The amendments to Insurance Regulation 59 also include the adoption of Forms CR-1, entitled “Certificate of Certified Reinsurer,” CR-F parts 1 and 2 entitled “Assumed Reinsurance as of December 31, Current Year” and “Ceded Reinsurance as of December 31, Current Year,” and CR-S entitled “Reinsurance Assumed Life Insurance, Annuities, Deposit Funds and Other Liabilities Without Life or Disability Contingencies, and Related Benefits Listed by Reinsured Company as of December 31, Current Year.”

This post written by Kelly A. Cruz-Brown.

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NEW YORK FEDERAL COURT ALLOWS ATTORNEY DISQUALIFICATION CLAIM TO PROCEED

A New York federal court recently denied a motion to dismiss a claim filed by two reinsurers, Employers Insurance Company of Wausau and National Casualty Company. The claim sought a declaration disqualifying Hunton & Williams as counsel for their reinsured, Utica Mutual Insurance Company, in a subsequent arbitration dispute concerning the reinsurers’ obligations for the amounts paid in an underlying settlement. Hunton & Williams had represented Utica in negotiating the underlying settlement and in litigating coverage issues against Utica’s insured. The reinsurers argued that, in the underlying litigation, Utica had a “common interest” with its reinsurers to minimize the liability to Utica’s insured; therefore, the Hunton & Williams attorneys, in effect, represented the reinsurers’ interests in the underlying litigation. The reinsurers argued that the rules of professional conduct prohibit the attorneys from representing Utica in the subsequent arbitration because such representation was adverse to them. The district court concluded that the reinsurers had stated a valid claim to disqualify the attorneys based on the rules governing concurrent and successive representation, noting that even if the reinsurers were not the clients of Hunton & Williams in the “traditional sense,” an inquiry into the potential conflict was still warranted. The court also found that the reinsurers had plausibly alleged that the “witness-advocate” rule may apply in the case because the attorneys may be called as witnesses in the arbitration proceeding to testify concerning the reasonableness of the underlying settlement.

Utica Mutual Ins. Co. v. Employers ins. Co. of Wausau and Nat’l Cas. Co., No. 6:12-CV-1293 (USDC N.D. N.Y. Sep. 22, 2014).

This post written by Catherine Acree.

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ARBITRATION CLAUSE FOUND UNENFORCEABLE IN SERVICE CONTRACT ACTION

Reversing the lower court, the Supreme Court of New Jersey found an arbitration provision in a service contract was unenforceable because it failed to notify the consumer clearly and unambiguously that, by entering into the agreement, the consumer was waiving the right to seek relief in a court of law. In this case, the arbitration clause stated that either party may submit any dispute “to binding arbitration”; that “the parties shall agree on a single arbitrator to resolve the dispute”; and that the arbitrator’s decision “shall be final and may be entered into judgment in any court of competent jurisdiction.” Basing its decision on the principle that an effective waiver requires a party to have full knowledge of his legal rights and intent to surrender those rights, the court found that the arbitration provision at issue failed to explain that the plaintiff was waiving her right to seek relief in court, what arbitration is, or how arbitration is different from a proceeding in a court of law. Patricia Atalese v. U.S. Legal Services Group, A-64-12 (072314) (N.J. Sept. 23, 2014).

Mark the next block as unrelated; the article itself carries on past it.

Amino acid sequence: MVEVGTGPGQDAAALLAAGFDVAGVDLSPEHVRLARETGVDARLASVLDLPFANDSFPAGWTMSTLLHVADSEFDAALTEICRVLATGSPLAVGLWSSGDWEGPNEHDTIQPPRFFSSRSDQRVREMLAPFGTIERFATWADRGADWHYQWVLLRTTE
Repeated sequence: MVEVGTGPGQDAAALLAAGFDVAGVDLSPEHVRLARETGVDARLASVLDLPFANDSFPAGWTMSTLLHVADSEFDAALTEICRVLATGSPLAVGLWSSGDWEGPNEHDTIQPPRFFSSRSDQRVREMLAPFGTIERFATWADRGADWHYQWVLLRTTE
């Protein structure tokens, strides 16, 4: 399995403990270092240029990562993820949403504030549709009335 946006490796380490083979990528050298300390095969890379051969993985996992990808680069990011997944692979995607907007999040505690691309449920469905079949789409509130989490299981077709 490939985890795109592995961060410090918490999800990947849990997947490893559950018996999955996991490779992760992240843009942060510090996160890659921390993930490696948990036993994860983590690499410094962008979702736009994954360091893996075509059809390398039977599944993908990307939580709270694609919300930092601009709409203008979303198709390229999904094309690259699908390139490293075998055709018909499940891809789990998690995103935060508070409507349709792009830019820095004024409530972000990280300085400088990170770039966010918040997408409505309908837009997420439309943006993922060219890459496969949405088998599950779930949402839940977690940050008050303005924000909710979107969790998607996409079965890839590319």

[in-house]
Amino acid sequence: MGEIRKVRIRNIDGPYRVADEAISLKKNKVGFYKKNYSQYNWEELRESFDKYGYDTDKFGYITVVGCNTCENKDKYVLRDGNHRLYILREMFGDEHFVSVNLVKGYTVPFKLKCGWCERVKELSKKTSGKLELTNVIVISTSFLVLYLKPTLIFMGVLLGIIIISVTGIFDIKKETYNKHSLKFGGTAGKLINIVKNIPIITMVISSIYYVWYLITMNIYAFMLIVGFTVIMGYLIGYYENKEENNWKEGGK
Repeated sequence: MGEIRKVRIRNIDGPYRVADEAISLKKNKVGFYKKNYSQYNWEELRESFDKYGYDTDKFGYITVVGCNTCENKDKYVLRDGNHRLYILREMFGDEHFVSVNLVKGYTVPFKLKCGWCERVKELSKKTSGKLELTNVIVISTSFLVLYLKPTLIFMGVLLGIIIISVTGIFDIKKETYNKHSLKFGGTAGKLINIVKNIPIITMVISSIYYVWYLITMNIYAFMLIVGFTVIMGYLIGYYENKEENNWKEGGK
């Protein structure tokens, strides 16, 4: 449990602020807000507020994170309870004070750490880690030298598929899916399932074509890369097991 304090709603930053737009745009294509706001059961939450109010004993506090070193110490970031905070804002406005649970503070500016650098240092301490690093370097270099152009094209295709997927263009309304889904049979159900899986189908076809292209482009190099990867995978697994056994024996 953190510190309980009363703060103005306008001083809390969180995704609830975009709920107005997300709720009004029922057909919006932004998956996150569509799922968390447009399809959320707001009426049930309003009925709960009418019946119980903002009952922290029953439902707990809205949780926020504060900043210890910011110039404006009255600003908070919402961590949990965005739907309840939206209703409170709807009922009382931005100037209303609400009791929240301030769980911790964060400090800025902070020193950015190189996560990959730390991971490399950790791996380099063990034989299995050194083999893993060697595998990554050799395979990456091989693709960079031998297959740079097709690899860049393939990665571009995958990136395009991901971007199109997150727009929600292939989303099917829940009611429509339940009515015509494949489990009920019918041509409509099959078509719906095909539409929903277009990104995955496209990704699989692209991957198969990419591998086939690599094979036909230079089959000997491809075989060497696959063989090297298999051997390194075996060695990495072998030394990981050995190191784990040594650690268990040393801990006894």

This post written by Leonor Lagomasino.

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FEDERAL LAW GOVERNING FOREIGN RISK RETENTION GROUPS PREEMPTS STATE LAW THAT PROHIBITS MANDATORY ARBITRATION CLAUSES IN INSURANCE POLICIES

The Nebraska Supreme Court has held that Nebraska’s statute prohibiting mandatory arbitration clauses in insurance policies is preempted by the Liability Risk Retention Act of 1986 (LRRA). At issue was a professional liability insurance policy from Allied Professionals Insurance Company, a risk retention group incorporated in Arizona and registered with the Nebraska Department of Insurance as a foreign risk retention group. When a dispute arose between the policyholder and Allied, the policyholder filed an action seeking a declaration that Allied was obligated to provide coverage for an underlying civil suit pending against him. Allied moved to compel arbitration pursuant to the policy’s mandatory arbitration clause, which required binding arbitration of any dispute concerning the policy. The lower court rejected Allied’s argument that the Nebraska statute was preempted by federal law and concluded that the arbitration clause was neither valid nor enforceable. It therefore denied Allied’s motion to compel arbitration.

Nebraska’s Supreme Court reversed, finding that while the Federal Arbitration Act did not preempt Nebraska’s law, the LRRA did. The LRRA provides, in part, that a foreign risk retention group is exempt from any state law that would “regulate, directly or indirectly, the operation of a risk retention group.” Nebraska’s prohibition of arbitration clauses in insurance policies “regulates the operation of a risk retention group” within the meaning of the LRRA. As a result, the arbitration clause in the Allied policy was not prohibited by state statute, but was a valid and enforceable clause compelling arbitration. Speece v. Allied Professionals Insurance Co., 289 Neb. 75 (Neb. Sept. 19, 2014).

This post written by Renee Schimkat.